Appetite can be affected by various parameters, which are complemented by the brain, and most importantly, hypothalamus. The incoming messages to the hypothalamus include: afferent nerves, hormones and metabolites.
The messages from the vagus nerve transfer information from the viscera (for instance distention of the intestines). Hormonal messages include: leptin, insulin, cortisol and intestinal peptides, which are transferred to the brain through the direct function of hypothalamic control center or the vagus nerve. Metabolites such as glucose can affect appetite, in a way that a drop in blood glucose stimulates appetite; however, glucose is not ordinarily considered a major regulator of appetite. The above-mentioned messages cause release of various peptides from the hypothalamus. It seems that physiologic and cultural parameters also play a role in the final manifestations of appetite.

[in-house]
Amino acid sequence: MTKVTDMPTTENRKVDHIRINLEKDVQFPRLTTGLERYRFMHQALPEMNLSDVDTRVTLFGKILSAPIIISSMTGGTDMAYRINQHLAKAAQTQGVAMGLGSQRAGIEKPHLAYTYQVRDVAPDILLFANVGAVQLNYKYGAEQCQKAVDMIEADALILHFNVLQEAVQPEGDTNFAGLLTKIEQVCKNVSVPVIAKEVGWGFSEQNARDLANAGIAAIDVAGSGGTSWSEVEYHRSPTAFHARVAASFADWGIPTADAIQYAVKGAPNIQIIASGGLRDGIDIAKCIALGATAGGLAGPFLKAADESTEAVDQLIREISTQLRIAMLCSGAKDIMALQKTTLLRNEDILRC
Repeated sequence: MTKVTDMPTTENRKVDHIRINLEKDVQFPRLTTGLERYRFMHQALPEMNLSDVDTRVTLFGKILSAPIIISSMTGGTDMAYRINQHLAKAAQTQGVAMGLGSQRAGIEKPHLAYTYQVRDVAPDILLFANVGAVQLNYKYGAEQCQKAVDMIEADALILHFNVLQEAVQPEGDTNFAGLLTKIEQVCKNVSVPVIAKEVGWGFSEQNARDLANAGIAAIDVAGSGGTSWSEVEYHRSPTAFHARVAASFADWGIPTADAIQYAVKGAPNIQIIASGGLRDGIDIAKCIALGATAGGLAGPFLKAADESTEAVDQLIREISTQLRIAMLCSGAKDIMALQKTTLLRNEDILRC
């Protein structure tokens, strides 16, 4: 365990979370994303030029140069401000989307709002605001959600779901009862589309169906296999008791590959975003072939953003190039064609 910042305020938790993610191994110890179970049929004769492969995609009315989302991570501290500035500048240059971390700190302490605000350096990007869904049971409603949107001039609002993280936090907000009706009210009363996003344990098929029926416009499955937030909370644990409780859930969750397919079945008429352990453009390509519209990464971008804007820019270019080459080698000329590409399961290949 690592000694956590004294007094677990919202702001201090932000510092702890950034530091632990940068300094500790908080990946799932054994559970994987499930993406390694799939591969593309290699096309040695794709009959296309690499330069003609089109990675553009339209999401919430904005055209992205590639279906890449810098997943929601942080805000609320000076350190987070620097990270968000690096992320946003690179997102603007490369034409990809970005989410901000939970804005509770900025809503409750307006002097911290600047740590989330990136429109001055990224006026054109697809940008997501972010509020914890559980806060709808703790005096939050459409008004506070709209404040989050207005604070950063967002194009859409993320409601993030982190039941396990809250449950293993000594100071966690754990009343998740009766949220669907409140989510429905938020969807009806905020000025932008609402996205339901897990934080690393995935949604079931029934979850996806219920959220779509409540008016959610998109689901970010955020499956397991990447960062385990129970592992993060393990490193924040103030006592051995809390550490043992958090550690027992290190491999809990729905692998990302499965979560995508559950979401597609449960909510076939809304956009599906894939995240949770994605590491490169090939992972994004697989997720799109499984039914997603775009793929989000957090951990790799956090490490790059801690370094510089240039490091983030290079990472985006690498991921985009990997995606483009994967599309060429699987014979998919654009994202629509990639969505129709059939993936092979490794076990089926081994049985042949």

Based on historical evidence, tarragon has been used to increase appetite, its mechanism having been explained as taking part in insulin signaling process.(1) Tarragon is known as a general stimulant and digestive, appetizer and alleviator of hiccups.(2) The essential oil of tarragon stimulates appetite.(3)